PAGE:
Portals have always been cool, right? Valve's own genre-defining Portal remains to this day one of the greatest FPS games of all time, and we're sure even the most firm critic of the MCU can't watch the Endgame portal scene without feeling just a little bit emotional. Unbound: Worlds Apart makes smart use of portals as a foundation for its puzzle platforming, resulting in a solid adventure that's unfortunately held back by an unstable framerate.
You play as Soli, a mage who bares more than a striking resemblance to FFIX's Vivi. Soli's world and reality is collapsing from a relentless evil, forcing him to utilise various portals to navigate a mysterious and dangerous land to save his home and people. On the way, he'll come across a multitude of friendly characters complete with their own quests and backstories. The world building here won't win any medals, but there's enough to keep you intrigued and invested for the duration of the game.
And what a beautiful looking game, too. The hand-crafted visuals are stunning throughout, and the contrast of colours between the parallel worlds creates some excellent screenshot opportunities. The main downside to this is the instability of the framerate, which tends to struggle even in the quieter moments with no enemies or characters present to cause any unnecessary strain. We're hoping this will stabilise with updates in due time.
The gameplay itself focuses almost entirely on the portals, the first of which essentially opens up a bubble into a parallel world, allowing you to utilise platforms that otherwise might not be around. On the flipside, benign creatures roaming about the normal world can morph into grotesque monsters if you catch them within your portal, so you'll need to be careful when and where to activate them.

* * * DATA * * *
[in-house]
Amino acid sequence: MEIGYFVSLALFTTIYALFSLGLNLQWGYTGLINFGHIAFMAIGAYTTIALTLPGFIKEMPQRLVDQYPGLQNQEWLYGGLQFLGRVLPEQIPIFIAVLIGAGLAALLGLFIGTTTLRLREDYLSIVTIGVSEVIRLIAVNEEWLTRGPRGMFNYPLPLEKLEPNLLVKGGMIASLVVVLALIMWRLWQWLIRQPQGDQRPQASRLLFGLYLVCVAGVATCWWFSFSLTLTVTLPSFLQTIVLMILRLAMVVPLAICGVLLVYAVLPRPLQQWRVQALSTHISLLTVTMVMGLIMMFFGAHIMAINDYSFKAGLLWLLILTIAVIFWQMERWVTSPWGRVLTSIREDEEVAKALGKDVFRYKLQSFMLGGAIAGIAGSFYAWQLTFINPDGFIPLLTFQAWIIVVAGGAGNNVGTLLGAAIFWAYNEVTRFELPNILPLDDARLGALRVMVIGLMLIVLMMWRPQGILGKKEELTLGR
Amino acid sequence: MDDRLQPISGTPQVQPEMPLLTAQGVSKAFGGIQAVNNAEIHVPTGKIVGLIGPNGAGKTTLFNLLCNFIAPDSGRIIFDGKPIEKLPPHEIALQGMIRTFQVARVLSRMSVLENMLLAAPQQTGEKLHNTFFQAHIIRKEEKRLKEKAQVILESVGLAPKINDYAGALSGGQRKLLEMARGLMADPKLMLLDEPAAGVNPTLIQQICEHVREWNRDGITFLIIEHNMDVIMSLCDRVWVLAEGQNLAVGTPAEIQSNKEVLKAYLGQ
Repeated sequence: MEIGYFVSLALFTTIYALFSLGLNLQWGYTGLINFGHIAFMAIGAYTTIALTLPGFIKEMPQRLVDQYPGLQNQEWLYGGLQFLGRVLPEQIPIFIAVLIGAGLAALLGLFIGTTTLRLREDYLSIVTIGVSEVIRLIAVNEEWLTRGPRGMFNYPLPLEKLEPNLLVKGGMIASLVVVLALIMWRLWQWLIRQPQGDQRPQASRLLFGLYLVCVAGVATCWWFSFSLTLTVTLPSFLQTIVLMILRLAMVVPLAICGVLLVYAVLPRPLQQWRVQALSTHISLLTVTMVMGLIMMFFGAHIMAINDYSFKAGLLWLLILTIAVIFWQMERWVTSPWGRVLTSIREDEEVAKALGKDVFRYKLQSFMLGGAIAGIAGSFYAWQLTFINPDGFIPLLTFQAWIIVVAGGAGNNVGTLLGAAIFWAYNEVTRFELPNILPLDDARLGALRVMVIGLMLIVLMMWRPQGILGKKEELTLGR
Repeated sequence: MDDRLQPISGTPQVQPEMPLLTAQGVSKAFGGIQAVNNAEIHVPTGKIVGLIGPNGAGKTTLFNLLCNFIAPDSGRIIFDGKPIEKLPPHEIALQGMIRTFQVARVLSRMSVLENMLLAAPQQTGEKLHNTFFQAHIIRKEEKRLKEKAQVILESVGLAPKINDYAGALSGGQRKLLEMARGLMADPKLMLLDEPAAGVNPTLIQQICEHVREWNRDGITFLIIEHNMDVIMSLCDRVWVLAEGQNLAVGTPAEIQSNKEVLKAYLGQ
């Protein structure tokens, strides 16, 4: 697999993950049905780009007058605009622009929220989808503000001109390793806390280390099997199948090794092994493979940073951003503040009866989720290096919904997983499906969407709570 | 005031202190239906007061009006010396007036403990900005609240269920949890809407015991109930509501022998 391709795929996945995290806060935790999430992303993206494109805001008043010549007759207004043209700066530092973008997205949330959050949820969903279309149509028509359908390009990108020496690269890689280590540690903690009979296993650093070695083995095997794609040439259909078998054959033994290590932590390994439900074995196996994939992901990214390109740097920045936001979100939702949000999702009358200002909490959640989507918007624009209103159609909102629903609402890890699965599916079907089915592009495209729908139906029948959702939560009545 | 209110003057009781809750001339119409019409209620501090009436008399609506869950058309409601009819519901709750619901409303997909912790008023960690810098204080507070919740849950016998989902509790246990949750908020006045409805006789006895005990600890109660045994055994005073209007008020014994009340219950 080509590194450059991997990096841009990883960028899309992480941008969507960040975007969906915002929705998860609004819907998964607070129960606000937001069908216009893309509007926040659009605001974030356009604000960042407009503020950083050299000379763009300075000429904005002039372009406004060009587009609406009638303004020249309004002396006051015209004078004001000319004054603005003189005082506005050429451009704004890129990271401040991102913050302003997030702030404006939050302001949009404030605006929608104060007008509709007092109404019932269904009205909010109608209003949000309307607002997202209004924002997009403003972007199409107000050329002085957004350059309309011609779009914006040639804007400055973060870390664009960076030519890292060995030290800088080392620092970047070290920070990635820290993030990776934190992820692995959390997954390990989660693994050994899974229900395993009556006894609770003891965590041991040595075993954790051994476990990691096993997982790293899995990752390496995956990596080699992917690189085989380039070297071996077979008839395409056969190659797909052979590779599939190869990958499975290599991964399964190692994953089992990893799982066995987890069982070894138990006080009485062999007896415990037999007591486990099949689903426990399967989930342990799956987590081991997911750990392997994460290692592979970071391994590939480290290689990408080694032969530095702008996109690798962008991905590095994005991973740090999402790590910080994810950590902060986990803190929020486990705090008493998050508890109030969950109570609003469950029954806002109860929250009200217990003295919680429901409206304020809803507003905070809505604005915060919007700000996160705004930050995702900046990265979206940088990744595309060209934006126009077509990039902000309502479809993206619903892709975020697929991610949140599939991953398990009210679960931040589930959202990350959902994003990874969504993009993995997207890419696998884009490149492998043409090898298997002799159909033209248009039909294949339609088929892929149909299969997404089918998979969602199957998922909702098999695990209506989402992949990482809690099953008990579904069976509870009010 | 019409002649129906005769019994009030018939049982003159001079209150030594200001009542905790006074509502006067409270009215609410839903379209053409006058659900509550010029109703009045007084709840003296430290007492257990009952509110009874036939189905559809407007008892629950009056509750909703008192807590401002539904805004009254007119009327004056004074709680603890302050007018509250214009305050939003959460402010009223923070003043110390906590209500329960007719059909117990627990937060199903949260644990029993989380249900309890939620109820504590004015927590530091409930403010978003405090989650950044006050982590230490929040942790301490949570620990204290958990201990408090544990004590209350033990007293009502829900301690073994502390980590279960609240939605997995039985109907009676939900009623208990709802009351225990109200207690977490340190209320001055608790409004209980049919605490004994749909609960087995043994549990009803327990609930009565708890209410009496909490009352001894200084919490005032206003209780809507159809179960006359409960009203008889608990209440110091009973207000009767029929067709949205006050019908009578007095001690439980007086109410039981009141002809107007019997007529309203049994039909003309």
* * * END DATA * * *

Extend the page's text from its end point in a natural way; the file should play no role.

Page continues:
As you progress further you'll open up new abilities using the portals, including one that inverts the world's gravity, thus allowing you to essentially fly up to the ceiling and back down again at will. The game opens up a bit more at this stage, incorporating elements of the Metroidvania genre with branching paths and unlockable areas, paying particular homage to games such as Ori and the Blind Forest.
In terms of difficulty the game ramps up the challenge fairly early on, but its puzzles nearly always feel manageable enough to avoid any unwanted frustration. You'll spend quite a lot of time dying towards the end of the game but its checkpoint system is incredibly generous, meaning you'll always spawn just prior to your place of death.
With its unique use of portals, Unbound: Worlds Apart is a great platform title with a flutter of Metroidvania in the mix. The framerate can be a tad annoying, chugging along at frequent intervals, but thankfully it's never quite disruptive enough to ruin the experience. If you like portals (and come on, who doesn't?), then this is definitely a game worth checking out.
This is why we need a Switch with upgraded internals. Not to play in 4K but to be able to play with a stable framerate and decent resolution without the developers needing to work their arses off to optimise. With indie developers, it's more effort actually as they work with smaller teams, but they still do it because they are passionate. Another positive for this game, it has a demo. Have grabbed it, will try soon.
I find the reviewer's claim about the framerate difficult to believe, considering the demo ran at a nearly flawless 60 fps. Maybe the full version has some busier scenes causing it to slow down, but the review claims that it languishes even during quieter moments, which simply wasn't the case in the demo. I'll wait to see if other reviews or footage of the final version comes out to corroborate or refute this claim.
Definitely passing on this if it has frame rate issues. I've been burned too many times lately with indie games that should run fine on Switch, but don't (Minoria, Ender Lilies, Star Renegades).
@accc The claim appears to be true unfortunately. All 4 reviews on metacritic mention FPS drops or performance issues
Thank you for the review. I had this on my wishlist pending reliable reviewer thoughts.
@San_D this is how i feel regarding the situation. while i can understand how people would want to avoid a situation like new3ds where some games had issues running on the base model the current situation however is that there are quite a few games running into those kinds of troubles now. especially 3rd party and indie games.